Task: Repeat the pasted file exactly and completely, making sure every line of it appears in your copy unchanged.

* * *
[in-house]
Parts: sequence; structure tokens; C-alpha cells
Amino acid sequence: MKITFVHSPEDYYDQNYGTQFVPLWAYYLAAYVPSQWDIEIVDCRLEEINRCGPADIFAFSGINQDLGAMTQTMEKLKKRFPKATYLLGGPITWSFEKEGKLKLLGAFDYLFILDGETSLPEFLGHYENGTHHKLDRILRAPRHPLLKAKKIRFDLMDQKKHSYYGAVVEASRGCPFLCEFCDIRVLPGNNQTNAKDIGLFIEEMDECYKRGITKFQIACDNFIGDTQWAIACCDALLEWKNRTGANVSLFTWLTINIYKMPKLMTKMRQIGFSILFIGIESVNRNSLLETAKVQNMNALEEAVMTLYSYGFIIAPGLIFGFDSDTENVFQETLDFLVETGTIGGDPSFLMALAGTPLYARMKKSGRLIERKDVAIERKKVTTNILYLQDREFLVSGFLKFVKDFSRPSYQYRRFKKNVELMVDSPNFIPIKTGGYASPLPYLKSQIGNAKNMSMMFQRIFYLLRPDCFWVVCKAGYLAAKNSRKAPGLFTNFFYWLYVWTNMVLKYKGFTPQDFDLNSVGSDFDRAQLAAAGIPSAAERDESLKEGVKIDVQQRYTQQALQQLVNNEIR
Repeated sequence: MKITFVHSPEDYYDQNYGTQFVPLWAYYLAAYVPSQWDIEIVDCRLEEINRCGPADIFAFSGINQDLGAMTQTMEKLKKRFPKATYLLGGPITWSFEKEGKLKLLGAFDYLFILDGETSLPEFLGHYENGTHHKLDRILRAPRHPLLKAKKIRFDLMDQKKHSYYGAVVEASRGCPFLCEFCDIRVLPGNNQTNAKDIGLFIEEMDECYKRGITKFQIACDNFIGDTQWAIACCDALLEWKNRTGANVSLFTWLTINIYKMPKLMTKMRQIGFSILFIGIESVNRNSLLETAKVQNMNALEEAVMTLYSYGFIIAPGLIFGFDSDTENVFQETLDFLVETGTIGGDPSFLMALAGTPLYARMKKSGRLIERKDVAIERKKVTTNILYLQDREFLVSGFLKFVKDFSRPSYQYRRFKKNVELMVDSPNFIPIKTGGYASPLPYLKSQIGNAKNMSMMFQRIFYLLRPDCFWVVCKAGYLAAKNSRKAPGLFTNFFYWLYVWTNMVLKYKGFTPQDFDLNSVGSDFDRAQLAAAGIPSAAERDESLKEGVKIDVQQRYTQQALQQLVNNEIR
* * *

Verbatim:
[in-house]
Parts: sequence; structure tokens; C-alpha cells
Amino acid sequence: MKITFVHSPEDYYDQNYGTQFVPLWAYYLAAYVPSQWDIEIVDCRLEEINRCGPADIFAFSGINQDLGAMTQTMEKLKKRFPKATYLLGGPITWSFEKEGKLKLLGAFDYLFILDGETSLPEFLGHYENGTHHKLDRILRAPRHPLLKAKKIRFDLMDQKKHSYYGAVVEASRGCPFLCEFCDIRVLPGNNQTNAKDIGLFIEEMDECYKRGITKFQIACDNFIGDTQWAIACCDALLEWKNRTGANVSLFTWLTINIYKMPKLMTKMRQIGFSILFIGIESVNRNSLLETAKVQNMNALEEAVMTLYSYGFIIAPGLIFGFDSDTENVFQETLDFLVETGTIGGDPSFLMALAGTPLYARMKKSGRLIERKDVAIERKKVTTNILYLQDREFLVSGFLKFVKDFSRPSYQYRRFKKNVELMVDSPNFIPIKTGGYASPLPYLKSQIGNAKNMSMMFQRIFYLLRPDCFWVVCKAGYLAAKNSRKAPGLFTNFFYWLYVWTNMVLKYKGFTPQDFDLNSVGSDFDRAQLAAAGIPSAAERDESLKEGVKIDVQQRYTQQALQQLVNNEIR
Repeated sequence: MKITFVHSPEDYYDQNYGTQFVPLWAYYLAAYVPSQWDIEIVDCRLEEINRCGPADIFAFSGINQDLGAMTQTMEKLKKRFPKATYLLGGPITWSFEKEGKLKLLGAFDYLFILDGETSLPEFLGHYENGTHHKLDRILRAPRHPLLKAKKIRFDLMDQKKHSYYGAVVEASRGCPFLCEFCDIRVLPGNNQTNAKDIGLFIEEMDECYKRGITKFQIACDNFIGDTQWAIACCDALLEWKNRTGANVSLFTWLTINIYKMPKLMTKMRQIGFSILFIGIESVNRNSLLETAKVQNMNALEEAVMTLYSYGFIIAPGLIFGFDSDTENVFQETLDFLVETGTIGGDPSFLMALAGTPLYARMKKSGRLIERKDVAIERKKVTTNILYLQDREFLVSGFLKFVKDFSRPSYQYRRFKKNVELMVDSPNFIPIKTGGYASPLPYLKSQIGNAKNMSMMFQRIFYLLRPDCFWVVCKAGYLAAKNSRKAPGLFTNFFYWLYVWTNMVLKYKGFTPQDFDLNSVGSDFDRAQLAAAGIPSAAERDESLKEGVKIDVQQRYTQQALQQLVNNEIR